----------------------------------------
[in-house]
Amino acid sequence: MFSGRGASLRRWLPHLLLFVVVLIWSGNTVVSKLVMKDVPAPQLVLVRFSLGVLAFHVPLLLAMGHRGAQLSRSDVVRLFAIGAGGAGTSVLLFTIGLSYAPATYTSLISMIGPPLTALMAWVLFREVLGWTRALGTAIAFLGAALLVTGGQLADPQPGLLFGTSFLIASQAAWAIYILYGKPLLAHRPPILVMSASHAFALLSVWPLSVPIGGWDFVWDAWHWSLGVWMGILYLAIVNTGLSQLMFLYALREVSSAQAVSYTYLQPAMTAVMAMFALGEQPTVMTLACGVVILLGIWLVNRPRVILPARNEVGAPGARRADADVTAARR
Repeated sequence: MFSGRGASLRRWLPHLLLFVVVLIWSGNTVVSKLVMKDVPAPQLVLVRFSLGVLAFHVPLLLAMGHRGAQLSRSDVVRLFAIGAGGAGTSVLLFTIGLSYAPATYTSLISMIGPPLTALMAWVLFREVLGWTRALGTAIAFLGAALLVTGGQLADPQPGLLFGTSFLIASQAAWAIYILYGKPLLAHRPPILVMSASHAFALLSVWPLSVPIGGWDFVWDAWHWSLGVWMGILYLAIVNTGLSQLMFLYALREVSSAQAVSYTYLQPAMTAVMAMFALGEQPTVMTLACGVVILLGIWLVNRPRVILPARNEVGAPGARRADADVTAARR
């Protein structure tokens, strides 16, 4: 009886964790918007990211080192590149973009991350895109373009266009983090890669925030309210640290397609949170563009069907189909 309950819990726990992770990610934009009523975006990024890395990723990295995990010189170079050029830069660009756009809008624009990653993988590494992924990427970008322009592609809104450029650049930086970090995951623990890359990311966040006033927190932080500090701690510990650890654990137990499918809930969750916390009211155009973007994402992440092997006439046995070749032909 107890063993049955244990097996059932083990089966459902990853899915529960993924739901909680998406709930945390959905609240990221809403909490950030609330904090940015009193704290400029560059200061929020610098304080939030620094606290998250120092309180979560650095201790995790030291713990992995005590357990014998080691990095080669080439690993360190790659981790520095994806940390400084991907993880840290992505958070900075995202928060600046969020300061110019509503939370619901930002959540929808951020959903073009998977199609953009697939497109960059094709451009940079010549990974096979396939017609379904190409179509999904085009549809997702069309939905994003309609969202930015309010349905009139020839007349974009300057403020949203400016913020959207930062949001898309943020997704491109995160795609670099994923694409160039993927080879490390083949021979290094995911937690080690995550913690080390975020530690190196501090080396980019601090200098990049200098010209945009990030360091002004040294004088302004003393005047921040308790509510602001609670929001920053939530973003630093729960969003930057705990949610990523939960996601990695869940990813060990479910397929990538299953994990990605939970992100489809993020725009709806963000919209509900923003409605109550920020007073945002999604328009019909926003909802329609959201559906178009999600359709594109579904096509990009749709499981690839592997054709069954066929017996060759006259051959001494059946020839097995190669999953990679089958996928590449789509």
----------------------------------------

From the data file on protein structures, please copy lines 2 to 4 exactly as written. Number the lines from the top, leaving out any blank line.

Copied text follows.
Amino acid sequence: MFSGRGASLRRWLPHLLLFVVVLIWSGNTVVSKLVMKDVPAPQLVLVRFSLGVLAFHVPLLLAMGHRGAQLSRSDVVRLFAIGAGGAGTSVLLFTIGLSYAPATYTSLISMIGPPLTALMAWVLFREVLGWTRALGTAIAFLGAALLVTGGQLADPQPGLLFGTSFLIASQAAWAIYILYGKPLLAHRPPILVMSASHAFALLSVWPLSVPIGGWDFVWDAWHWSLGVWMGILYLAIVNTGLSQLMFLYALREVSSAQAVSYTYLQPAMTAVMAMFALGEQPTVMTLACGVVILLGIWLVNRPRVILPARNEVGAPGARRADADVTAARR
Repeated sequence: MFSGRGASLRRWLPHLLLFVVVLIWSGNTVVSKLVMKDVPAPQLVLVRFSLGVLAFHVPLLLAMGHRGAQLSRSDVVRLFAIGAGGAGTSVLLFTIGLSYAPATYTSLISMIGPPLTALMAWVLFREVLGWTRALGTAIAFLGAALLVTGGQLADPQPGLLFGTSFLIASQAAWAIYILYGKPLLAHRPPILVMSASHAFALLSVWPLSVPIGGWDFVWDAWHWSLGVWMGILYLAIVNTGLSQLMFLYALREVSSAQAVSYTYLQPAMTAVMAMFALGEQPTVMTLACGVVILLGIWLVNRPRVILPARNEVGAPGARRADADVTAARR
């Protein structure tokens, strides 16, 4: 009886964790918007990211080192590149973009991350895109373009266009983090890669925030309210640290397609949170563009069907189909 309950819990726990992770990610934009009523975006990024890395990723990295995990010189170079050029830069660009756009809008624009990653993988590494992924990427970008322009592609809104450029650049930086970090995951623990890359990311966040006033927190932080500090701690510990650890654990137990499918809930969750916390009211155009973007994402992440092997006439046995070749032909 107890063993049955244990097996059932083990089966459902990853899915529960993924739901909680998406709930945390959905609240990221809403909490950030609330904090940015009193704290400029560059200061929020610098304080939030620094606290998250120092309180979560650095201790995790030291713990992995005590357990014998080691990095080669080439690993360190790659981790520095994806940390400084991907993880840290992505958070900075995202928060600046969020300061110019509503939370619901930002959540929808951020959903073009998977199609953009697939497109960059094709451009940079010549990974096979396939017609379904190409179509999904085009549809997702069309939905994003309609969202930015309010349905009139020839007349974009300057403020949203400016913020959207930062949001898309943020997704491109995160795609670099994923694409160039993927080879490390083949021979290094995911937690080690995550913690080390975020530690190196501090080396980019601090200098990049200098010209945009990030360091002004040294004088302004003393005047921040308790509510602001609670929001920053939530973003630093729960969003930057705990949610990523939960996601990695869940990813060990479910397929990538299953994990990605939970992100489809993020725009709806963000919209509900923003409605109550920020007073945002999604328009019909926003909802329609959201559906178009999600359709594109579904096509990009749709499981690839592997054709069954066929017996060759006259051959001494059946020839097995190669999953990679089958996928590449789509």